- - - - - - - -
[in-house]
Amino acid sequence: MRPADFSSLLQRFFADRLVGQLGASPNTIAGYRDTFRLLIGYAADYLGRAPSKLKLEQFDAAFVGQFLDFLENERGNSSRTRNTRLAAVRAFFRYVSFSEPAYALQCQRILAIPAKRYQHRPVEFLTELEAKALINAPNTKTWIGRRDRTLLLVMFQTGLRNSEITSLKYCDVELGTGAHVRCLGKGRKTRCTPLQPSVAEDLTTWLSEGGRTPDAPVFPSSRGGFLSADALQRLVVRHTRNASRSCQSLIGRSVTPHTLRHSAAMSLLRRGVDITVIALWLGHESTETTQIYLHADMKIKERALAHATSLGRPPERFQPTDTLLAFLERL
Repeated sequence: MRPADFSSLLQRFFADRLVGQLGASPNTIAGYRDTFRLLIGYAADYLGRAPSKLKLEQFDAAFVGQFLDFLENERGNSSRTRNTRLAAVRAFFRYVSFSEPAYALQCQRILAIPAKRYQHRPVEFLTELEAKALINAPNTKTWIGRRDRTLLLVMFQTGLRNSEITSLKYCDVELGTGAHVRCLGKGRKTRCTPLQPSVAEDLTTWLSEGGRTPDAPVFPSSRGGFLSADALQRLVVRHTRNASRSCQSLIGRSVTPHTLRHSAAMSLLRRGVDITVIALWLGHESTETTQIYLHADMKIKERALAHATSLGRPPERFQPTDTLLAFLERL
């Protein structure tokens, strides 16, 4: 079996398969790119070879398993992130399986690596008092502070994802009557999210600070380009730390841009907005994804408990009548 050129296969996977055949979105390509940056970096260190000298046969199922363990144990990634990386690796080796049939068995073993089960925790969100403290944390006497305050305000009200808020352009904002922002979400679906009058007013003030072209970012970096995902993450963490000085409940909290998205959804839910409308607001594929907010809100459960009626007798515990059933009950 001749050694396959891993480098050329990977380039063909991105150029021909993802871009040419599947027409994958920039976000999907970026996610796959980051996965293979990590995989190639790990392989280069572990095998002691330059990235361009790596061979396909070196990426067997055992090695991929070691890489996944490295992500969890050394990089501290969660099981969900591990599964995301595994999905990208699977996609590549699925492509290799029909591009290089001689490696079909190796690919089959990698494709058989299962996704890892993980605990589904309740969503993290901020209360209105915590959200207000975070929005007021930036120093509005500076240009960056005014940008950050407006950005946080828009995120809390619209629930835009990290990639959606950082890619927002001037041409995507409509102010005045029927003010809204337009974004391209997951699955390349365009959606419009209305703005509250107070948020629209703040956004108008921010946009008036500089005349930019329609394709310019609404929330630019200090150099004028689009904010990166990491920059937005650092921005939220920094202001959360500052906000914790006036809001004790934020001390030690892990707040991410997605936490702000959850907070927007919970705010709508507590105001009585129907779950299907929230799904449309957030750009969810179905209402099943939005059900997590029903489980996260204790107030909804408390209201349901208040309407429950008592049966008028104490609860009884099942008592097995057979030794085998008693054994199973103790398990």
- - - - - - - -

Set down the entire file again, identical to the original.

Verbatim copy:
[in-house]
Amino acid sequence: MRPADFSSLLQRFFADRLVGQLGASPNTIAGYRDTFRLLIGYAADYLGRAPSKLKLEQFDAAFVGQFLDFLENERGNSSRTRNTRLAAVRAFFRYVSFSEPAYALQCQRILAIPAKRYQHRPVEFLTELEAKALINAPNTKTWIGRRDRTLLLVMFQTGLRNSEITSLKYCDVELGTGAHVRCLGKGRKTRCTPLQPSVAEDLTTWLSEGGRTPDAPVFPSSRGGFLSADALQRLVVRHTRNASRSCQSLIGRSVTPHTLRHSAAMSLLRRGVDITVIALWLGHESTETTQIYLHADMKIKERALAHATSLGRPPERFQPTDTLLAFLERL
Repeated sequence: MRPADFSSLLQRFFADRLVGQLGASPNTIAGYRDTFRLLIGYAADYLGRAPSKLKLEQFDAAFVGQFLDFLENERGNSSRTRNTRLAAVRAFFRYVSFSEPAYALQCQRILAIPAKRYQHRPVEFLTELEAKALINAPNTKTWIGRRDRTLLLVMFQTGLRNSEITSLKYCDVELGTGAHVRCLGKGRKTRCTPLQPSVAEDLTTWLSEGGRTPDAPVFPSSRGGFLSADALQRLVVRHTRNASRSCQSLIGRSVTPHTLRHSAAMSLLRRGVDITVIALWLGHESTETTQIYLHADMKIKERALAHATSLGRPPERFQPTDTLLAFLERL
């Protein structure tokens, strides 16, 4: 079996398969790119070879398993992130399986690596008092502070994802009557999210600070380009730390841009907005994804408990009548 050129296969996977055949979105390509940056970096260190000298046969199922363990144990990634990386690796080796049939068995073993089960925790969100403290944390006497305050305000009200808020352009904002922002979400679906009058007013003030072209970012970096995902993450963490000085409940909290998205959804839910409308607001594929907010809100459960009626007798515990059933009950 001749050694396959891993480098050329990977380039063909991105150029021909993802871009040419599947027409994958920039976000999907970026996610796959980051996965293979990590995989190639790990392989280069572990095998002691330059990235361009790596061979396909070196990426067997055992090695991929070691890489996944490295992500969890050394990089501290969660099981969900591990599964995301595994999905990208699977996609590549699925492509290799029909591009290089001689490696079909190796690919089959990698494709058989299962996704890892993980605990589904309740969503993290901020209360209105915590959200207000975070929005007021930036120093509005500076240009960056005014940008950050407006950005946080828009995120809390619209629930835009990290990639959606950082890619927002001037041409995507409509102010005045029927003010809204337009974004391209997951699955390349365009959606419009209305703005509250107070948020629209703040956004108008921010946009008036500089005349930019329609394709310019609404929330630019200090150099004028689009904010990166990491920059937005650092921005939220920094202001959360500052906000914790006036809001004790934020001390030690892990707040991410997605936490702000959850907070927007919970705010709508507590105001009585129907779950299907929230799904449309957030750009969810179905209402099943939005059900997590029903489980996260204790107030909804408390209201349901208040309407429950008592049966008028104490609860009884099942008592097995057979030794085998008693054994199973103790398990």